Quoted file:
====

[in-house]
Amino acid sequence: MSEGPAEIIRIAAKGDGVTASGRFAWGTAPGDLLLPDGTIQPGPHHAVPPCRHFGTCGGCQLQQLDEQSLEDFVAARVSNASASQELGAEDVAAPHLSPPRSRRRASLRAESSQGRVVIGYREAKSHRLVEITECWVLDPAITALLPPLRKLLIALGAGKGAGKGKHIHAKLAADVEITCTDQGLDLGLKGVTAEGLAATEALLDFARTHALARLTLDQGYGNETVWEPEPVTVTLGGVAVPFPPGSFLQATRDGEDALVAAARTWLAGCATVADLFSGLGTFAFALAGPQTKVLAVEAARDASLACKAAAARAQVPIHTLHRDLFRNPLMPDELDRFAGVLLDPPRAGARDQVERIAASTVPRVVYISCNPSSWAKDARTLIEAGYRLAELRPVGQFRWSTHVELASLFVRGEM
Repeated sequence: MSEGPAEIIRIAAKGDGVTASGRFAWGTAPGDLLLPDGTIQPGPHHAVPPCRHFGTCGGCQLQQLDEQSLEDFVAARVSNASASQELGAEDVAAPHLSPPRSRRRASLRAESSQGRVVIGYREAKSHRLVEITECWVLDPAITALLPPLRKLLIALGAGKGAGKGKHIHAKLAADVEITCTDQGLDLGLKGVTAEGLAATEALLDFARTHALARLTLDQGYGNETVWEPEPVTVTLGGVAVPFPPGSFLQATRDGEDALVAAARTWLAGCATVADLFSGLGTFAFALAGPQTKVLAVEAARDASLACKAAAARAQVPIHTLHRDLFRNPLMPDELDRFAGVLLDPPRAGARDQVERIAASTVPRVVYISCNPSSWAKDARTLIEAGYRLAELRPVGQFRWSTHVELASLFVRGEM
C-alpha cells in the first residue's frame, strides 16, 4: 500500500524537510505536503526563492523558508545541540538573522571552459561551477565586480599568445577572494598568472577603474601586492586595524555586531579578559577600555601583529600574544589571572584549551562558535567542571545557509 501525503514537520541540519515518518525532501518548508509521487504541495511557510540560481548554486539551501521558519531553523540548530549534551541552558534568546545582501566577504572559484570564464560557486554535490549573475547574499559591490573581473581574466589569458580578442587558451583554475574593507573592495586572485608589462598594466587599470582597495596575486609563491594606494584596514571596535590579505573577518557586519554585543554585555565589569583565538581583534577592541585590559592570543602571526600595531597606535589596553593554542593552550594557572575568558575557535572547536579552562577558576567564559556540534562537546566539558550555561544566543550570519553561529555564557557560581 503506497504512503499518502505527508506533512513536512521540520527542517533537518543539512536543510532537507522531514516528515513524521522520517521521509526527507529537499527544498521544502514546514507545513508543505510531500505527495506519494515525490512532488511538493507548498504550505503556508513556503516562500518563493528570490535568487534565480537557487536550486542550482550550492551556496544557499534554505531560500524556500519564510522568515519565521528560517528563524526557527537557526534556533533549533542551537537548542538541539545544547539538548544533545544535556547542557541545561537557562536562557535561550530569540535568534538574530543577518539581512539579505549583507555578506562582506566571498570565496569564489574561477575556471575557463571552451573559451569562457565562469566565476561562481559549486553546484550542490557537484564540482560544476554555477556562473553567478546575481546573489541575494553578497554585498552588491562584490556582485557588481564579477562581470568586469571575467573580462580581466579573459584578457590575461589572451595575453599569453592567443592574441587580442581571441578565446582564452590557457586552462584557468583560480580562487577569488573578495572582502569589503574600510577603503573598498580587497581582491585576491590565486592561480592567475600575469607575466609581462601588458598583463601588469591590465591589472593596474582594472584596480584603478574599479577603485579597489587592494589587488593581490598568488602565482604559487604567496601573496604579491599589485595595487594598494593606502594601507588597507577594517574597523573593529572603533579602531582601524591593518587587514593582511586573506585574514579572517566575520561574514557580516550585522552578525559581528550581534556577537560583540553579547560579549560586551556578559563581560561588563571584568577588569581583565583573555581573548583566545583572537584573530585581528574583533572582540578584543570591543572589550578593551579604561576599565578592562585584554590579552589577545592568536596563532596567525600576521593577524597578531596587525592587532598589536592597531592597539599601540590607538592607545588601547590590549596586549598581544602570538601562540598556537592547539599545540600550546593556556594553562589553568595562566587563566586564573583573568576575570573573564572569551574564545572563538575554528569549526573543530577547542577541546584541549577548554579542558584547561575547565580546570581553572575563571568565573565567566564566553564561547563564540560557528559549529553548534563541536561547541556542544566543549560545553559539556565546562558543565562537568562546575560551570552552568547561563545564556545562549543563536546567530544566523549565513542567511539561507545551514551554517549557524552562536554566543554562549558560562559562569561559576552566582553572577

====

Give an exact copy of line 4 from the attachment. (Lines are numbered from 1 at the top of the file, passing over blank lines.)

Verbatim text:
C-alpha cells in the first residue's frame, strides 16, 4: 500500500524537510505536503526563492523558508545541540538573522571552459561551477565586480599568445577572494598568472577603474601586492586595524555586531579578559577600555601583529600574544589571572584549551562558535567542571545557509 501525503514537520541540519515518518525532501518548508509521487504541495511557510540560481548554486539551501521558519531553523540548530549534551541552558534568546545582501566577504572559484570564464560557486554535490549573475547574499559591490573581473581574466589569458580578442587558451583554475574593507573592495586572485608589462598594466587599470582597495596575486609563491594606494584596514571596535590579505573577518557586519554585543554585555565589569583565538581583534577592541585590559592570543602571526600595531597606535589596553593554542593552550594557572575568558575557535572547536579552562577558576567564559556540534562537546566539558550555561544566543550570519553561529555564557557560581 503506497504512503499518502505527508506533512513536512521540520527542517533537518543539512536543510532537507522531514516528515513524521522520517521521509526527507529537499527544498521544502514546514507545513508543505510531500505527495506519494515525490512532488511538493507548498504550505503556508513556503516562500518563493528570490535568487534565480537557487536550486542550482550550492551556496544557499534554505531560500524556500519564510522568515519565521528560517528563524526557527537557526534556533533549533542551537537548542538541539545544547539538548544533545544535556547542557541545561537557562536562557535561550530569540535568534538574530543577518539581512539579505549583507555578506562582506566571498570565496569564489574561477575556471575557463571552451573559451569562457565562469566565476561562481559549486553546484550542490557537484564540482560544476554555477556562473553567478546575481546573489541575494553578497554585498552588491562584490556582485557588481564579477562581470568586469571575467573580462580581466579573459584578457590575461589572451595575453599569453592567443592574441587580442581571441578565446582564452590557457586552462584557468583560480580562487577569488573578495572582502569589503574600510577603503573598498580587497581582491585576491590565486592561480592567475600575469607575466609581462601588458598583463601588469591590465591589472593596474582594472584596480584603478574599479577603485579597489587592494589587488593581490598568488602565482604559487604567496601573496604579491599589485595595487594598494593606502594601507588597507577594517574597523573593529572603533579602531582601524591593518587587514593582511586573506585574514579572517566575520561574514557580516550585522552578525559581528550581534556577537560583540553579547560579549560586551556578559563581560561588563571584568577588569581583565583573555581573548583566545583572537584573530585581528574583533572582540578584543570591543572589550578593551579604561576599565578592562585584554590579552589577545592568536596563532596567525600576521593577524597578531596587525592587532598589536592597531592597539599601540590607538592607545588601547590590549596586549598581544602570538601562540598556537592547539599545540600550546593556556594553562589553568595562566587563566586564573583573568576575570573573564572569551574564545572563538575554528569549526573543530577547542577541546584541549577548554579542558584547561575547565580546570581553572575563571568565573565567566564566553564561547563564540560557528559549529553548534563541536561547541556542544566543549560545553559539556565546562558543565562537568562546575560551570552552568547561563545564556545562549543563536546567530544566523549565513542567511539561507545551514551554517549557524552562536554566543554562549558560562559562569561559576552566582553572577